The Importance of Motor Shaft Alignment
Laser Shaft Alignment is one of the many onsite services that Kurz Industrial Solutions offers. The objective of optimized shaft alignment is to increase the operating life span of rotating machinery. To achieve this goal, components that are most likely to fail must be made to operate within their acceptable design limits.
While misalignment has no measurable effect on motor efficiency, correct shaft alignment ensures the smooth, efficient transmission of power from the motor to the driven equipment. Incorrect alignment occurs when the centerlines of the motor and the driven equipment shafts are not in line with each other. Misalignment produces excessive vibration, noise, coupling and bearing temperature increases, and premature bearing, coupling or shaft failure.
How Motor Shaft Alignment Helps
- Avoid unscheduled downtime
- Energy savings
- Reduced wear and tear on bearings, seals, and couplings
- Improved production quality on manufacturing processes that produce delicate products such as films, optics and certain types of paper.
Motor Shaft Alignment Tips & Tricks
- Check newly installed equipment for alignment changes due to foundation settling after 3 to 6 months of operation
- Check shaft alignment of all production-critical equipment annually
- Monitor for vibrations and for increasing vibration trends as an indication of misalignment. Misalignment might be caused by foundation settling, insufficient bolt tightening, or output shaft faults
- Apply predictive maintenance techniques, including vibration tests and frequency spectrum analysis, to distinguish between bearing wear, shaft misalignment, or electrically caused vibrations.
The Three Types of Motor Misalignment:
- Angular misalignment occurs when the motor is set at an angle to the driven equipment. If the centerlines of the motor and the driven equipment shafts were to be extended, they’d cross each other rather than run along a common centerline. The difference in slope of the motor shaft when compared with the slope of the stationary machine shaft can have horizontal misalignment, vertical misalignment, or both. Angular misalignment, in particular, can cause severe damage to the driven equipment and the motor.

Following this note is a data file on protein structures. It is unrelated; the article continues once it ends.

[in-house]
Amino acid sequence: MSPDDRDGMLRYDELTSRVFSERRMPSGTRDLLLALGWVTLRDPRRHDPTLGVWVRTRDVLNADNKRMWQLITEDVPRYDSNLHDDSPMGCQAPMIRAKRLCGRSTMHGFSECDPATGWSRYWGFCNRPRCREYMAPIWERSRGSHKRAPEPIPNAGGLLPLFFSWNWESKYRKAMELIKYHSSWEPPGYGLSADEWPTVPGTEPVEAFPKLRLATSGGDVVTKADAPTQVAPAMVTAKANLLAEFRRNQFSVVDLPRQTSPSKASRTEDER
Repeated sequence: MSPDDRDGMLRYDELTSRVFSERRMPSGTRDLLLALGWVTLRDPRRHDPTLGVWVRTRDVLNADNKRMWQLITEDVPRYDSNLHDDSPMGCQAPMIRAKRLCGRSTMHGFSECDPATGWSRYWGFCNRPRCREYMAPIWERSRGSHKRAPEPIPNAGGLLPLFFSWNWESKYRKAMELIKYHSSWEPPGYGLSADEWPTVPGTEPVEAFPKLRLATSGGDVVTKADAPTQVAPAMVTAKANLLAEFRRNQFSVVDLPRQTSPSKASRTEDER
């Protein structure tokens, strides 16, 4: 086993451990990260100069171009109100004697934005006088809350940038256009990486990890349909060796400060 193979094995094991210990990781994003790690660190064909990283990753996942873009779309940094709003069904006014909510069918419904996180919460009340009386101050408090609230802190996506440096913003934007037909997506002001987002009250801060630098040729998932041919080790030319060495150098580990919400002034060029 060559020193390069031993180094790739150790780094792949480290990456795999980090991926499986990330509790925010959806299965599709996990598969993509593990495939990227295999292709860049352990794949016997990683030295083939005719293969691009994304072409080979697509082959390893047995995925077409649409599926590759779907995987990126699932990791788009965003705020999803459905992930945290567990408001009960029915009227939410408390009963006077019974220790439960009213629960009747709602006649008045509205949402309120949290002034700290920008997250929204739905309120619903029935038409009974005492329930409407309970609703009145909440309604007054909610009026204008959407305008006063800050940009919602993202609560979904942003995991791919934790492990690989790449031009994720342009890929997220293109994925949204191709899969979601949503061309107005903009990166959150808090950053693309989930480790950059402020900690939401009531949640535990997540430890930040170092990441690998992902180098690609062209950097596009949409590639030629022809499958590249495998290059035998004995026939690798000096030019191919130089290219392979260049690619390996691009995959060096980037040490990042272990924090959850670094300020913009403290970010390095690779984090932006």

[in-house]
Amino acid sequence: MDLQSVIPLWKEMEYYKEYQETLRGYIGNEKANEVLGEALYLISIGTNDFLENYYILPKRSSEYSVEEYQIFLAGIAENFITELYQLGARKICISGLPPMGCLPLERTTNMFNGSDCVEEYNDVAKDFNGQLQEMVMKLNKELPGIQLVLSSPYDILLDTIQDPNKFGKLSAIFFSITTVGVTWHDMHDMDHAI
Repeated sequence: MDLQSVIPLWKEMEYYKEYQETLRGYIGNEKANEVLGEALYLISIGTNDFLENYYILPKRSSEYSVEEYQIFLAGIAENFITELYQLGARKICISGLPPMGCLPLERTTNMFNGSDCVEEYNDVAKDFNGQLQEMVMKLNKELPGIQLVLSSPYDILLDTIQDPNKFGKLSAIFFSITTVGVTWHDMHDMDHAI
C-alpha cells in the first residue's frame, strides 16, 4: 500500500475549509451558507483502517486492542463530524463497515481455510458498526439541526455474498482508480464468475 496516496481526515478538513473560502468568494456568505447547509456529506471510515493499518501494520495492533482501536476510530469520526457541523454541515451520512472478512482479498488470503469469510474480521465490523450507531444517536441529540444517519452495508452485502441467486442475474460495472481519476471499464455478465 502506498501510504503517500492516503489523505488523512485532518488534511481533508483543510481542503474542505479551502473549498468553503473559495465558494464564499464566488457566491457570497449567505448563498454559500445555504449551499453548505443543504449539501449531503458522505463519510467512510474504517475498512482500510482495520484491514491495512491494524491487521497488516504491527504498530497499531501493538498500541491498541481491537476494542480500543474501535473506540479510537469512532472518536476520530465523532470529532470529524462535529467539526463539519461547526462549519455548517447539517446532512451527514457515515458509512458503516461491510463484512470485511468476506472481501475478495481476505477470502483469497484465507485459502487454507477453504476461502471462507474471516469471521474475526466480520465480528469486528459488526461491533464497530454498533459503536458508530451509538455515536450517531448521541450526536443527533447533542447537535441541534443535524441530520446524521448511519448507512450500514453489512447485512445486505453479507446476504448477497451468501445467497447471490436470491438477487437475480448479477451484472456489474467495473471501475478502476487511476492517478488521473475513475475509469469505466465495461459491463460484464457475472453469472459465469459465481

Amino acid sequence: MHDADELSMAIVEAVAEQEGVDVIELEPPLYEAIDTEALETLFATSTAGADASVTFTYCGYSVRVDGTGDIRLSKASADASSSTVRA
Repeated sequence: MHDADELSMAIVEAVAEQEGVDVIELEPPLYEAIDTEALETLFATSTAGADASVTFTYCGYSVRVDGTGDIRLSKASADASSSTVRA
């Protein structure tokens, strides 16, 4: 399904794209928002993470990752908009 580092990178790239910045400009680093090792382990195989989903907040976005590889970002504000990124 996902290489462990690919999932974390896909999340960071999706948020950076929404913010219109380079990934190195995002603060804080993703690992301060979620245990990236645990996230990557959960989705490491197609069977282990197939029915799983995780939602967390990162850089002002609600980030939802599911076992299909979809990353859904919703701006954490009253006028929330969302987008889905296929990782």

- Parallel misalignment occurs when the two shaft centerlines are parallel, but not in the same line. There are two planes of parallel misalignment as shafts may be offset horizontally, vertically or both.
- Combination misalignment occurs when the motor shaft suffers from angular misalignment in addition to parallel misalignment.
Larger motors are usually directly coupled to their loads with rigid or flexible couplings. Rigid couplings do not compensate for any motor-to-driven-equipment misalignment, while flexible couplings tolerate small amounts of misalignment. Flexible couplings also can reduce vibration transmitted from one piece of equipment to another. Some can even insulate the driven equipment shaft against stray electrical currents. Even flexible couplings have alignment requirements, defined in the instruction sheet for the coupling. However, it’s a mistake to rely on coupling flexibility for excessive misalignment. Flexing of the coupling and of the shaft will exert forces on the motor and driven-equipment bearings. These forces may result in premature bearing, seal, or coupling failures, shaft breaking or cracking, and excessive radial and axial vibrations. Secondary effects include loosening of foundation bolts and loose or broken coupling bolts. Operating life is shortened when shafts are misaligned.
No industry standard on alignment exists. Proper shaft alignment is especially critical when the motor is operated at high speeds. Standard industry norms for alignment tolerances are shown below:
In practice, proper alignment is difficult to achieve without using alignment equipment such as dial indicators or laser alignment tools. The proper shaft alignment procedure is to secure the driven equipment first because moving a pump, for example, would stress the connecting piping. Next, install the coupling to the driven equipment. The motor should then be moved into proper alignment and joined to the coupling.
After the equipment has operated long enough to become temperature stabilized, shut it down and immediately recheck alignment. Due to thermal growth, machines that are aligned in the “cold” pre-operating condition are almost always out of alignment when operating temperatures are attained. Many equipment manufacturers publish thermal offset values so the alignment technician can correct for thermal growth during the initial alignment process.